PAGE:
I can’t find the comment anymore, but I had posted a comment under one of the stories on Facebook. I talked about how this potential partnership would basically push out TV5 and News5 employees. If you’re merging/consolidating your operations, you are obviously going to trim out any overlapping positions, responsibilities, etc.
While some were excitedly heralding that “Kapamilyas will get their jobs back!”, the fact that many may actually lose their jobs because of a potential consolidation seems to have been lost on the madlang people.
It was certainly not lost on actual TV5/News5 employees, a few of which had liked my comment and other comments that expressed the same sentiment. I’m sure there’s many within the walls of TV5 at Mandaluyong who feel the same way, albeit more quietly.
How would ABS-CBN News and News5 co-exist as separate “brands”? Both have distinct branding and style, yet “both will have an equal say on business and editorial decision.” That would be like if NBC News entered a 50/50 partnership with CBS News. Or The Today Show replacing CBS Mornings and CBS Evening News replacing NBC Nightly News.
And what about ABS-CBN and TV5/Cignal’s respective cable news channels (ANC, OneNews/OnePH)? Will one absorb the other? If not, then exactly what resources will be shared and how will they maintain their independence from each other, if so.
With more and more ABS-CBN programming blocks on TV5 with the arrival of It’s Showtime and potentially more, this “partnership” seems more like some weird reverse takeover by ABS-CBN of TV5 by way of Manny Pangilinan essentially allowing ABS-CBN to make themselves at home on one of his properties that already has a family living in it. But it is fine for him to give the house away because he’s got other houses in his portfolio.
It really just feels like TV5 has once again given up with any random original, non-ABS-CBN programs merely serving as a way for the network to say “Look here, see! We’re making an effort.” When really, they’re just content with being rolled over.
TV5’s new “Mas masaya pag sama-sama” branding is feel-good and all. But it also feels like a way to mask and justify their having waved the white flag once again.
Now I haven’t even mentioned the impending launch of the Manny Villar/Willie Revillame brainchild AMBS. Launching a network from the ground up seems like an even taller order and even less potential for success than whatever TV5 has attempted to do. And TV5 actually has all the necessary resources. (Name recognition, facilities, intellectual property, corporate siblings that produce content and existing partnerships with producers.) Yet, again, they don’t seem interested in maintaining their identity nor establishing itself as an equal rather than merely as lunch for the big boys.
I go back to the ideal scenario: The collapse of the #NetworkWar walls and fostering more collaboration between the networks in terms of content production, talent sharing, etc.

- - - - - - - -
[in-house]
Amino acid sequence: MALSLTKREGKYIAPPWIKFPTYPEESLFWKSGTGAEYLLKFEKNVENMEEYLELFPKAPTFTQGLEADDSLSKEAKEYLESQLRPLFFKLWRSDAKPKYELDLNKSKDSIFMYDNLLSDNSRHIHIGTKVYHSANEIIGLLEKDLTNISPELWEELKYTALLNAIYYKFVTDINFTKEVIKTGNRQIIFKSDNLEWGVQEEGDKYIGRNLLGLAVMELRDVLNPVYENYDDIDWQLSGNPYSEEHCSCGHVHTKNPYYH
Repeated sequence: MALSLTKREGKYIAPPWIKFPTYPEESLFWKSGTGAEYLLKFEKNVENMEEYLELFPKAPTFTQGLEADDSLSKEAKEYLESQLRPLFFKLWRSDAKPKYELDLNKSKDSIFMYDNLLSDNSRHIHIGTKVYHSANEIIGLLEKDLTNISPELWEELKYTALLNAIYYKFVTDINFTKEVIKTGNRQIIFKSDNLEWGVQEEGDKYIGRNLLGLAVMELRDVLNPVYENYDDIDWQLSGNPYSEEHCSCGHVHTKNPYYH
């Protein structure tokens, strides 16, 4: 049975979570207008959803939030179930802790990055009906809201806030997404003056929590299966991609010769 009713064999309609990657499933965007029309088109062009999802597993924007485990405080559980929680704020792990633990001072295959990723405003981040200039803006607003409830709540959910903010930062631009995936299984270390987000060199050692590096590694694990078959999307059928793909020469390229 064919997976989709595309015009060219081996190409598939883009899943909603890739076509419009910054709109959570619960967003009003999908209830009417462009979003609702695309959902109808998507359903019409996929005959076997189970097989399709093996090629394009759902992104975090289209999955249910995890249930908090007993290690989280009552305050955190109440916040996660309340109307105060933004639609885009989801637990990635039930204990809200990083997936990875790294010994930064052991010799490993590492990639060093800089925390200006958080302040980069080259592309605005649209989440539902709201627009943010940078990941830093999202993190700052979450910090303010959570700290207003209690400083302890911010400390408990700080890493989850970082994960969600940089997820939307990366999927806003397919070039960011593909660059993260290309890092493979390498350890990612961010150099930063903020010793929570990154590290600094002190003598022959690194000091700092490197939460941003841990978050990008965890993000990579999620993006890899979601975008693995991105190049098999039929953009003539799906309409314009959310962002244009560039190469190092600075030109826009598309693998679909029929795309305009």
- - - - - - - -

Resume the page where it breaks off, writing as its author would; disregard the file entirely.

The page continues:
GMA Network is certainly not blameless in this situation as well. It was supposedly a big moment when GMA purchased the broadcast rights to Star Cinema films. Even though TV5, before ABS-CBN shows began infiltrating their air, had already been airing said films. Likely via rights deals with Cignal.
Not only that, GMA Network has been on a non-stop talent hoarding spree. Especially since ABS-CBN was yanked off free airwaves. But not just stranded Kapamilya talents. GMA, with the rebranding of their talent management arm to Sparkle, has also signed up dozens of new talents. It is obviously impossible to give all those talents work on GMA Network or their GMA News TV-turned-GTV 2nd channel. Most remain in the Kamuning basement until their contracts run out.
So why not allow your talents to work on projects from other companies. Like, for example, a Cignal-produced series for TV5. There is really no good excuse against allowing such a thing. It’s actually a win-win for everyone involved. Cignal gets talents for their productions. Sparkle artists get work. And that work obviously will come with pesoses for both the talent AND GMA Network. So what’s the problem?
There’s all this talk of the “new normal.” How about a new normal in Philippine TV. That is, breaking free from the chains of this 20 year duopoly and finally allowing a potentially vibrant and world class Philippine media thrive. That means a strong ABS-CBN and a strong GMA Network and a strong TV5. And yes, how about a strong AMBS and a strong CNN Philippines and a strong whatever else is on lower end of the dial.
The world is heading toward a streaming future. But for a country like the Philippines, that does not mean abandoning television and leaving it to rot until everyone eventually migrates to the internets for their content. And especially for a country like the Philippines, such a migration is not going to come any time soon when their major television networks cannot even broadcast over digital signals let alone have HD feeds.
Instead of consolidation, there needs to be an expansion. Media conglomerates in other countries like the United States have consolidated, yet made the landscape even more fractured. But the Philippines does not have that problem with such a limited set of options. And when there’s already limited options, paring down those options even more doesn’t help or benefit anyone except the already-rich who wheel and deal behind closed doors.
Filipinos deserve more and better than that.